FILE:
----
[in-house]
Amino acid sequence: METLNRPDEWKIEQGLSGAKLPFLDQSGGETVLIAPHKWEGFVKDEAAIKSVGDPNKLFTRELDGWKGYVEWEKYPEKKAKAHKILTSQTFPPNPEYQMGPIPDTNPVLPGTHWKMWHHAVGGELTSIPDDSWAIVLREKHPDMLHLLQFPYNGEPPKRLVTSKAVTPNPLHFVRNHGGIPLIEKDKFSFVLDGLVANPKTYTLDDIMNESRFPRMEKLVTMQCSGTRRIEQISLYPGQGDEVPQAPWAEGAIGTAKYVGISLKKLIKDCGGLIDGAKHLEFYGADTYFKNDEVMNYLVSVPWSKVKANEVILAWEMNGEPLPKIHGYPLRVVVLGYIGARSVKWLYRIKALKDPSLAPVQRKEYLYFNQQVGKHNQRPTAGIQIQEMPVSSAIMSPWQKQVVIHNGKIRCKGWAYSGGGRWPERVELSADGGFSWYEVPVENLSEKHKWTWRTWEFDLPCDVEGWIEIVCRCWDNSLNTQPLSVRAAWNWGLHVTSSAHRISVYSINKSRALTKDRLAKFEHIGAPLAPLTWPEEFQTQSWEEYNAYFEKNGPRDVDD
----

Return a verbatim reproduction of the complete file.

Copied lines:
[in-house]
Amino acid sequence: METLNRPDEWKIEQGLSGAKLPFLDQSGGETVLIAPHKWEGFVKDEAAIKSVGDPNKLFTRELDGWKGYVEWEKYPEKKAKAHKILTSQTFPPNPEYQMGPIPDTNPVLPGTHWKMWHHAVGGELTSIPDDSWAIVLREKHPDMLHLLQFPYNGEPPKRLVTSKAVTPNPLHFVRNHGGIPLIEKDKFSFVLDGLVANPKTYTLDDIMNESRFPRMEKLVTMQCSGTRRIEQISLYPGQGDEVPQAPWAEGAIGTAKYVGISLKKLIKDCGGLIDGAKHLEFYGADTYFKNDEVMNYLVSVPWSKVKANEVILAWEMNGEPLPKIHGYPLRVVVLGYIGARSVKWLYRIKALKDPSLAPVQRKEYLYFNQQVGKHNQRPTAGIQIQEMPVSSAIMSPWQKQVVIHNGKIRCKGWAYSGGGRWPERVELSADGGFSWYEVPVENLSEKHKWTWRTWEFDLPCDVEGWIEIVCRCWDNSLNTQPLSVRAAWNWGLHVTSSAHRISVYSINKSRALTKDRLAKFEHIGAPLAPLTWPEEFQTQSWEEYNAYFEKNGPRDVDD